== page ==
we now have several years of experience from Sweden, Denmark, Switzerland, Japan, and the European Central Bank in which the central bank successfully induced negative interest rates in hopes of stimulating a greater level of spending on goods and services.Please read the entire post including some interesting comments. Alas I must be late to the party as I could not provide a reply to an interesting query from Barkley Rosser:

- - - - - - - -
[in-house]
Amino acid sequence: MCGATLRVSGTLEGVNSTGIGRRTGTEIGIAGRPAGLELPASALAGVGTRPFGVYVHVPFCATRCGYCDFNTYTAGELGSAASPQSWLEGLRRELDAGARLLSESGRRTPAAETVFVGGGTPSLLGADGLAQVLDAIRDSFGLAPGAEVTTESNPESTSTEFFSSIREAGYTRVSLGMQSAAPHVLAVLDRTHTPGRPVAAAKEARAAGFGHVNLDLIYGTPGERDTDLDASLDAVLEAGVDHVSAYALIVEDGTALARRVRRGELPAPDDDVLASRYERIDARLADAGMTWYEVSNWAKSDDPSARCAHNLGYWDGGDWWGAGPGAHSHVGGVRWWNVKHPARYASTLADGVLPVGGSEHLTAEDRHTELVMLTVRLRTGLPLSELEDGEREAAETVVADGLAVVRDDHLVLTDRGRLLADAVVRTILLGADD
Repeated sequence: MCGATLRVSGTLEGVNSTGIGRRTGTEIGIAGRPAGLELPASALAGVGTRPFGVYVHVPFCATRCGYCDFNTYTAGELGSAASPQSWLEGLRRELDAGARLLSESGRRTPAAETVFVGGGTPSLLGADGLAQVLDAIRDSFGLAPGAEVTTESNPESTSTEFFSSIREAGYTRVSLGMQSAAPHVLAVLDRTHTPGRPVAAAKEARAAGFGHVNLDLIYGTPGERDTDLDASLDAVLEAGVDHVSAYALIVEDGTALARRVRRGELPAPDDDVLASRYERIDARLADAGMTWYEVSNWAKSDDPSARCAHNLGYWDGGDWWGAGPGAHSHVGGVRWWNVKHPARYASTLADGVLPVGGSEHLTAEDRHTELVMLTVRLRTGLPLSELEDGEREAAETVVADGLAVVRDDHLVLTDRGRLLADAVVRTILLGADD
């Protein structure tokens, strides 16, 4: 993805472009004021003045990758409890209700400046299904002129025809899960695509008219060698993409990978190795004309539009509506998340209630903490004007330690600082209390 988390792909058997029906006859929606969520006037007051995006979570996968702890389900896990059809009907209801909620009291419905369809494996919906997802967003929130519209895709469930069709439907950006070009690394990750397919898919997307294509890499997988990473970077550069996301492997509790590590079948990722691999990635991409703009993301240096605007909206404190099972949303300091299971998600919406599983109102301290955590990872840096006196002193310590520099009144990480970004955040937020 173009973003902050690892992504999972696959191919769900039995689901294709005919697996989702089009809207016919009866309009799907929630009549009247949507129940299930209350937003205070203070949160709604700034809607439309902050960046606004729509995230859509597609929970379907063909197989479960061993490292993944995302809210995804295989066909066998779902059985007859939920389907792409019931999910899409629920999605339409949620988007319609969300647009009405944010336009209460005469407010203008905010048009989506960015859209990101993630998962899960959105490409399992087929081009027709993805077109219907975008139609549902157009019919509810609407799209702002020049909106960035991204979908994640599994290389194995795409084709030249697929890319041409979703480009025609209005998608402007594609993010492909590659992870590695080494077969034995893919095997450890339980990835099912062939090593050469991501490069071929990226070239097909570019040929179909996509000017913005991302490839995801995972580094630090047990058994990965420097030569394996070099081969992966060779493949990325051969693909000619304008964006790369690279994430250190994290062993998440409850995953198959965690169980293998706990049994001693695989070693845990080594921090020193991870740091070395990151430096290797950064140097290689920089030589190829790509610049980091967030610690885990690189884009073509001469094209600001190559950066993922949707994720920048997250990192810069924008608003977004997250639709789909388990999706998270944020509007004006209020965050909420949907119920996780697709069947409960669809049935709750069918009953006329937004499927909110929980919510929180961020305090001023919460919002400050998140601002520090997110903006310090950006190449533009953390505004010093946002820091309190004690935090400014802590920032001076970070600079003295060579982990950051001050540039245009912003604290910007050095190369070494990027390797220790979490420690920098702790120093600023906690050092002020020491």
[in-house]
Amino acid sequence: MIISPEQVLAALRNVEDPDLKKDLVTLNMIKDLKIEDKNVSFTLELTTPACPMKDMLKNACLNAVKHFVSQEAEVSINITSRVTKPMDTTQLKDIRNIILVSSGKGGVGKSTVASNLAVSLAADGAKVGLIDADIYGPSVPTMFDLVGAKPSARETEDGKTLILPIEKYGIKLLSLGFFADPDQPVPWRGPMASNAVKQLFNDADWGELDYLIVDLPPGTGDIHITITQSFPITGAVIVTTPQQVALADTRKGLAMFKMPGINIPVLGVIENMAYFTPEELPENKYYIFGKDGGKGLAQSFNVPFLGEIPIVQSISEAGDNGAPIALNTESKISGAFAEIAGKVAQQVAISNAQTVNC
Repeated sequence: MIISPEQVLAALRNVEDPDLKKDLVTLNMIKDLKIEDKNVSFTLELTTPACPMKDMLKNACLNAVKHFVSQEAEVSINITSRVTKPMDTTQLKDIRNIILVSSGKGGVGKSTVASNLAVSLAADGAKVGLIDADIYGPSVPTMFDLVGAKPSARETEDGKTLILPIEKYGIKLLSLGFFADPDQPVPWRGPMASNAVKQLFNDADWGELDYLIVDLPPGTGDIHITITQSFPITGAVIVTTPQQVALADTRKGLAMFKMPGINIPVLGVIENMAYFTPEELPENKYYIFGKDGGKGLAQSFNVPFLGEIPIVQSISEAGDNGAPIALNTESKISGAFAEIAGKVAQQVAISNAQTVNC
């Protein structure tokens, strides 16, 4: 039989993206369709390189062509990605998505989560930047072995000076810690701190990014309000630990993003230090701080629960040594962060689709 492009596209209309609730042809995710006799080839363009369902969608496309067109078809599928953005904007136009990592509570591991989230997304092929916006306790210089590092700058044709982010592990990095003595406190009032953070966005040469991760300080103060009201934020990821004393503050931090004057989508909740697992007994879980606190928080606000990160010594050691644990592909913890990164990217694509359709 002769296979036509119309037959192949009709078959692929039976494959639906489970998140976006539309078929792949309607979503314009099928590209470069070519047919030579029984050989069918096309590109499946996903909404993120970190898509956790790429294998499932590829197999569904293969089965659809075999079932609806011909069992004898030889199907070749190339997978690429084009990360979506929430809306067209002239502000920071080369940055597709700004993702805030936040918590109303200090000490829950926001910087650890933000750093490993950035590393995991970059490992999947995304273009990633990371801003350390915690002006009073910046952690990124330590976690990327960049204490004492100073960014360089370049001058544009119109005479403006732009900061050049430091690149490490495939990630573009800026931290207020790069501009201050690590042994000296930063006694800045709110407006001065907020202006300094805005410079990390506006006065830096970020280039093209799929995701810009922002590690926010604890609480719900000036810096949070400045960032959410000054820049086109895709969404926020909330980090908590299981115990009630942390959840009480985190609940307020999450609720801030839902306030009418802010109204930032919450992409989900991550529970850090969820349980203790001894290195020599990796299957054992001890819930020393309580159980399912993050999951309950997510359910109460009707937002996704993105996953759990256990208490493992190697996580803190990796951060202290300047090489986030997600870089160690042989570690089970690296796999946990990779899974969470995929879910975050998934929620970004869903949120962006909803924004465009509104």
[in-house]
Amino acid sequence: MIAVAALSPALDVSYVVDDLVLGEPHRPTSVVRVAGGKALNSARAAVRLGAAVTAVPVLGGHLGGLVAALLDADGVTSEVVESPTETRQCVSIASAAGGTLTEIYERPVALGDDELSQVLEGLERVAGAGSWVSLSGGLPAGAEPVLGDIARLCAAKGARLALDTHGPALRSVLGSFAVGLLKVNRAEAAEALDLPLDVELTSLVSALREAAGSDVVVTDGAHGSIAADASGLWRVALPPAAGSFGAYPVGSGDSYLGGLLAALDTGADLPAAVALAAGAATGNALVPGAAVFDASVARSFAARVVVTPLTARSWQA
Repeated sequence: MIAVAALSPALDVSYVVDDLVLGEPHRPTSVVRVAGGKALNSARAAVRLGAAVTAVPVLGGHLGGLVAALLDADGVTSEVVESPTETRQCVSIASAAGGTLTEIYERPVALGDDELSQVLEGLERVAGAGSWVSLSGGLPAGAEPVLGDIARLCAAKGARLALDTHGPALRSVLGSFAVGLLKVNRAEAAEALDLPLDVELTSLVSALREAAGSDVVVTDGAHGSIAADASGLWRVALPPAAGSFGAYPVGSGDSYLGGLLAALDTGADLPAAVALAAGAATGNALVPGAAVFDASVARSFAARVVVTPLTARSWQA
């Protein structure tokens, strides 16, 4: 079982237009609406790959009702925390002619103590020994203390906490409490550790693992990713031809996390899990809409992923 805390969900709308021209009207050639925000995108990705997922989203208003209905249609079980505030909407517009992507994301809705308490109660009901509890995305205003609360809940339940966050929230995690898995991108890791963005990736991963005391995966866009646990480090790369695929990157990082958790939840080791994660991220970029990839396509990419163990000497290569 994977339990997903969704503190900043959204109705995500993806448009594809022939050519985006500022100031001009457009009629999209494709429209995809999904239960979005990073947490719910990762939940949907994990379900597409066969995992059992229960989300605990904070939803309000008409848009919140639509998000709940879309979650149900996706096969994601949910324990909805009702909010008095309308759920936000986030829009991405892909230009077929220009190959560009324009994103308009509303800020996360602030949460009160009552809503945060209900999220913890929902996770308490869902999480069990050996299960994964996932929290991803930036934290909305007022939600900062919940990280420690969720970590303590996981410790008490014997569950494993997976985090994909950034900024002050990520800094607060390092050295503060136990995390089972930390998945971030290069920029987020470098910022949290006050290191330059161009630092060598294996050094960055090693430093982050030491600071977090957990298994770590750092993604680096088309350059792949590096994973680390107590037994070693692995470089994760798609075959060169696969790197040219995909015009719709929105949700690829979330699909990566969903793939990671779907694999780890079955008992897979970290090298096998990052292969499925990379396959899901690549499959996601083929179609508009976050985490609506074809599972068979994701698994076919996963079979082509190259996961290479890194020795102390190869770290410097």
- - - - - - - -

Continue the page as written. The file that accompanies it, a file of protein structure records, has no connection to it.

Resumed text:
Does anybody have an explanation as to why when a nation has negative nominal target interest rates it often seems that the time horizon of government securities that end up having the most negative rates are often at the two years time horizon? Look at the Sweden case, where this has been the case, and it has also been in quite a few other nations as well. I have yet to see an explanation of this peculiarly non-monotonic yield curve in this situation so often.Maybe Europe has turned Japanese. I've been looking at an Excel file of their government bond rates provided by the Ministry of Finance (not the Bank of Japan). Japan had low but not negative interest rates before 2012 with a somewhat upward sloping term structure. Since 2012, two features describe this data: (1) one-year rates hovering around zero - sometimes positive and sometimes negative; (2) two-year rates hovering near the one-year rate and it times just below them. What is driving this? I have no answer.